Coppertone iPhone application gives reapplication reminders for sun care

By Katie Nichol

- Last updated on GMT

Related tags: Sun care, Ultraviolet, Sunscreen

Merck’s sun care brand Coppertone has launched an iPhone application that offers consumers more help choosing sun protection and reminds them to reapply the product at regular intervals.

MyUVAlert is a free application that aims to encourage correct and adequate usage of sun protection through a variety of features including local UV forecasts and reapplication reminders.

Reapplication reminders and local UV forecasts

Reminders that alert consumers to the fact that more sunscreen needs to be reapplied can be modified according to activity, for example, after swimming or sweating, which would result in more frequent reminders, the company said.

Local UV forecasts can be generated by entering a zip code or city location, and the strength of UV rays is calculated, the higher the number indicating stronger rays.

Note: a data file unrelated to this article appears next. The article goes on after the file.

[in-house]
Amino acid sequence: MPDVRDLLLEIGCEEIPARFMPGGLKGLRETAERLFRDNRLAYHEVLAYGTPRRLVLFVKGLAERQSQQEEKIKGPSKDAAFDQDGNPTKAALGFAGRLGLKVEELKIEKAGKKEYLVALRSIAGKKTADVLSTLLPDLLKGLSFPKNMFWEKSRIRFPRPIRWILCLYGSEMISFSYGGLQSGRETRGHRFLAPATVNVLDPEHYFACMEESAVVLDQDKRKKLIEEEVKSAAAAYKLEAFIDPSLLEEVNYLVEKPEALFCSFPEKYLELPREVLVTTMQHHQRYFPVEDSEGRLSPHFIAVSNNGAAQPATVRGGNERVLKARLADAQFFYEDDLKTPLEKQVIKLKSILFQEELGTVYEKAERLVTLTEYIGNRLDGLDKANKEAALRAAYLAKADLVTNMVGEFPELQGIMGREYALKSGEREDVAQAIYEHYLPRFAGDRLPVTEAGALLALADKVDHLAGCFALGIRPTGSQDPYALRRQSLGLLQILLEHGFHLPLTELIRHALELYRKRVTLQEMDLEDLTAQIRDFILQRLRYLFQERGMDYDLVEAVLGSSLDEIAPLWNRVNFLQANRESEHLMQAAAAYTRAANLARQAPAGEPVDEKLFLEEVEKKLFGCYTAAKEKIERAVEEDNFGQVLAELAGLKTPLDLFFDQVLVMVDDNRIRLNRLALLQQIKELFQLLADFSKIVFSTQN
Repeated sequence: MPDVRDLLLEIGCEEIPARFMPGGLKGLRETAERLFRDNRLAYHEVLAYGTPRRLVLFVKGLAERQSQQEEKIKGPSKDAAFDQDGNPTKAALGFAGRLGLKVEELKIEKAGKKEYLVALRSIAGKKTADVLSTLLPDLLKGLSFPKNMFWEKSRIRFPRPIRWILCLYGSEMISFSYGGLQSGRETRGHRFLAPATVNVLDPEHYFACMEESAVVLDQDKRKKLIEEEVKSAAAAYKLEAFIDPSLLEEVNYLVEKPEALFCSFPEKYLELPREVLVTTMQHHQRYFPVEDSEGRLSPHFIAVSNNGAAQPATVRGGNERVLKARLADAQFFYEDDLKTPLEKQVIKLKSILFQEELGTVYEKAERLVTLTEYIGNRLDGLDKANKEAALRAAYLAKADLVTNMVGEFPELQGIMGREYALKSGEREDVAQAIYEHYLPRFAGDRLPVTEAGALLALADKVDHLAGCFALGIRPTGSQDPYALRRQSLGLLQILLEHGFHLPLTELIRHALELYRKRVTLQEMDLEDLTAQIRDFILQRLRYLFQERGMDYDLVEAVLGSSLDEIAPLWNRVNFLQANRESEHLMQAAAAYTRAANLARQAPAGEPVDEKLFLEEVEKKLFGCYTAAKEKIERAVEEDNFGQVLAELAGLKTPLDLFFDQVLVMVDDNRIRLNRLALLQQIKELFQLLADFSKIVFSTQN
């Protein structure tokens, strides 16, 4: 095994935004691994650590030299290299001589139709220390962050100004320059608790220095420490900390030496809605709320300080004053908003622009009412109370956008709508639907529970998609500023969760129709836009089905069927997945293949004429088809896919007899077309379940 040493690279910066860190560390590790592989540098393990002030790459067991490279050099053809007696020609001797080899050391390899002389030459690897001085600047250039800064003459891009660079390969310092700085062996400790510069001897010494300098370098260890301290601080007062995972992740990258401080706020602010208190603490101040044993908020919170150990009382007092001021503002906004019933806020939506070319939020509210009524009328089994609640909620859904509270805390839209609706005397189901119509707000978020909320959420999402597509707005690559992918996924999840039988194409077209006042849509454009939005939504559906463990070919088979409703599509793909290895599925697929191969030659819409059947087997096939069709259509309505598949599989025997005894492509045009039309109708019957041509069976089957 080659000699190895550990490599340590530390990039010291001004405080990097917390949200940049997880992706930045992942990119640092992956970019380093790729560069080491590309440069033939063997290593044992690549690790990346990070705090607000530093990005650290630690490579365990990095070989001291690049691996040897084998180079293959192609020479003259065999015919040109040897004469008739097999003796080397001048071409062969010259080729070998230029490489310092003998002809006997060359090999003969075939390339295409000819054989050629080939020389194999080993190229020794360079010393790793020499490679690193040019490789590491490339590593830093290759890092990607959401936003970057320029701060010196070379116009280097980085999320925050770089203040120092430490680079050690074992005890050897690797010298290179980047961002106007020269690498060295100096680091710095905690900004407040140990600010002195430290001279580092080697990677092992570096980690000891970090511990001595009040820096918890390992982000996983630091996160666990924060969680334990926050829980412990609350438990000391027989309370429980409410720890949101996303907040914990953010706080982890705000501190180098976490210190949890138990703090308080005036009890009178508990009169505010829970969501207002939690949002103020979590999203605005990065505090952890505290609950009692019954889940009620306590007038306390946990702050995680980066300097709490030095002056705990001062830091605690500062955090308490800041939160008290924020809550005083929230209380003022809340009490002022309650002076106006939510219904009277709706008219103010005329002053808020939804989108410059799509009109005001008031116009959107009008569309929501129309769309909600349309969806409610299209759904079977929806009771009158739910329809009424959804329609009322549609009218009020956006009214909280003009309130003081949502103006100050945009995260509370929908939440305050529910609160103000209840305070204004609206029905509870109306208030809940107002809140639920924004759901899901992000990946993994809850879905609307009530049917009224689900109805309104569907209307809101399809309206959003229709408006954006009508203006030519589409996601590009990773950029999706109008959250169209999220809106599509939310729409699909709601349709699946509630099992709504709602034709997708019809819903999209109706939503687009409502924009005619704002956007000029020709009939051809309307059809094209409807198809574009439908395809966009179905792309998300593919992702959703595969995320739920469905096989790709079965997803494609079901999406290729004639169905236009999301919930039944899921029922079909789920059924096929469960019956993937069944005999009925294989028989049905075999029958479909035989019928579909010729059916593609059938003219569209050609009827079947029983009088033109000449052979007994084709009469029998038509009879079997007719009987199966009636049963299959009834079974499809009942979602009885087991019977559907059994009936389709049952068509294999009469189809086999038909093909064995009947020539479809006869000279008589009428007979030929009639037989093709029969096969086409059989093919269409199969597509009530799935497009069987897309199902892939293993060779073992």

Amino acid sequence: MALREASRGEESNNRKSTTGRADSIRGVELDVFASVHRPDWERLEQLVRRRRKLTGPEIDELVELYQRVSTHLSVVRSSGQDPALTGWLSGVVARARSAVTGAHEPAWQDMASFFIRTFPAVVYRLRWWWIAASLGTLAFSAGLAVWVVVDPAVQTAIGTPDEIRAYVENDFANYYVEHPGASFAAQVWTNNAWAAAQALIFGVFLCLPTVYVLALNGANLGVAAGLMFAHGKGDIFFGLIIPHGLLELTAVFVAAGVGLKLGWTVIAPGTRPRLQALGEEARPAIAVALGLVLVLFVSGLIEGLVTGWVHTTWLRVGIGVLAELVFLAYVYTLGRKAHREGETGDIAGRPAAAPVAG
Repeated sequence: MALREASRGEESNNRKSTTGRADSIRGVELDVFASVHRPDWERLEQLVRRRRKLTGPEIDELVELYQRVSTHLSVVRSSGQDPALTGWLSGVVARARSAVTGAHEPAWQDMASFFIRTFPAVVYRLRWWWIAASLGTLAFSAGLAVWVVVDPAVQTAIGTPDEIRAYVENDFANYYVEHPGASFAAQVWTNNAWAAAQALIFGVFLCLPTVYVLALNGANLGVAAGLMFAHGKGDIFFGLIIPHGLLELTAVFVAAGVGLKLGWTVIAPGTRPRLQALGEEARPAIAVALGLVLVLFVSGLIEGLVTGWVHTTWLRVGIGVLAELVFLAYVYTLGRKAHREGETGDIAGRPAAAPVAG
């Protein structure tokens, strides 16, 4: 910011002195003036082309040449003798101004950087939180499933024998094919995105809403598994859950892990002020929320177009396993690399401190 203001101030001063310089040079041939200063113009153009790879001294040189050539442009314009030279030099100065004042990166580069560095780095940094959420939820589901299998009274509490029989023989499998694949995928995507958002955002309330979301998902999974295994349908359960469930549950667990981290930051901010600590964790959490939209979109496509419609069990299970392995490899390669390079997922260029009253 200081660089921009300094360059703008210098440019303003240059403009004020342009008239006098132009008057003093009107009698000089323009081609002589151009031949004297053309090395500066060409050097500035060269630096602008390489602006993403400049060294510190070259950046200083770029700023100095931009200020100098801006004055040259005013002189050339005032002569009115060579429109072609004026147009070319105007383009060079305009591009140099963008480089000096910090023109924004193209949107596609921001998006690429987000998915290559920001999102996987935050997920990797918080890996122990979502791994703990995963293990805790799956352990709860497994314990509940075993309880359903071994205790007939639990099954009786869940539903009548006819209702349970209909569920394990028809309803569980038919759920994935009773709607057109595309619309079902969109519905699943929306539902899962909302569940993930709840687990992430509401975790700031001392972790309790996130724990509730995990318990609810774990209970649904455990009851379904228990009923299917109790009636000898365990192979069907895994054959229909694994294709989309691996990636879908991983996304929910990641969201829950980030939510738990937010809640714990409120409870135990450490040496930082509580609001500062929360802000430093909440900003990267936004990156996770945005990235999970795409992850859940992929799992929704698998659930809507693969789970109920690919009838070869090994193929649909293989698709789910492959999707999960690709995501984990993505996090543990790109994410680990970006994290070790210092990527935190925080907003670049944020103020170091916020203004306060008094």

Instructional icons appear that correspond to the UV radiation levels which indicate steps that should be taken by consumers in order to stay safe in the sun, such as staying in the shade or wearing a hat.

The application also aims to make the purchase of sun care products easier, and can display product profiles and personal recommendations. Those who download the application can also access sun care protection tips from the Coppertone Solar Research Center.

MyUVAlert can be used with both an iPhone and iPod Touch.

Coppertone latest personal care company to embrace iPhone apps

Coppertone is the latest company in the cosmetics and personal care industry to embrace iPhone applications.

Flavor and fragrance company Givaudan recently launched an application designed to help consumers navigate the vast array of different fragrances on the market.

As well as profiling the very latest launches, it also highlights which fragrances have proved to be the most popular among buyers.

Meanwhile, Cosmetifique is an application launched earlier this year that claims to inform consumers of which products should be avoided using a searchable database of over 5,000 ingredients in INCI format.

Results for ingredients searches come back highlighted red, orange or green to denote whether the ingredient is good, acceptable or should be avoided, according to the creator of the application, Alfredo Delli Bovi.

Related topics: Market Trends

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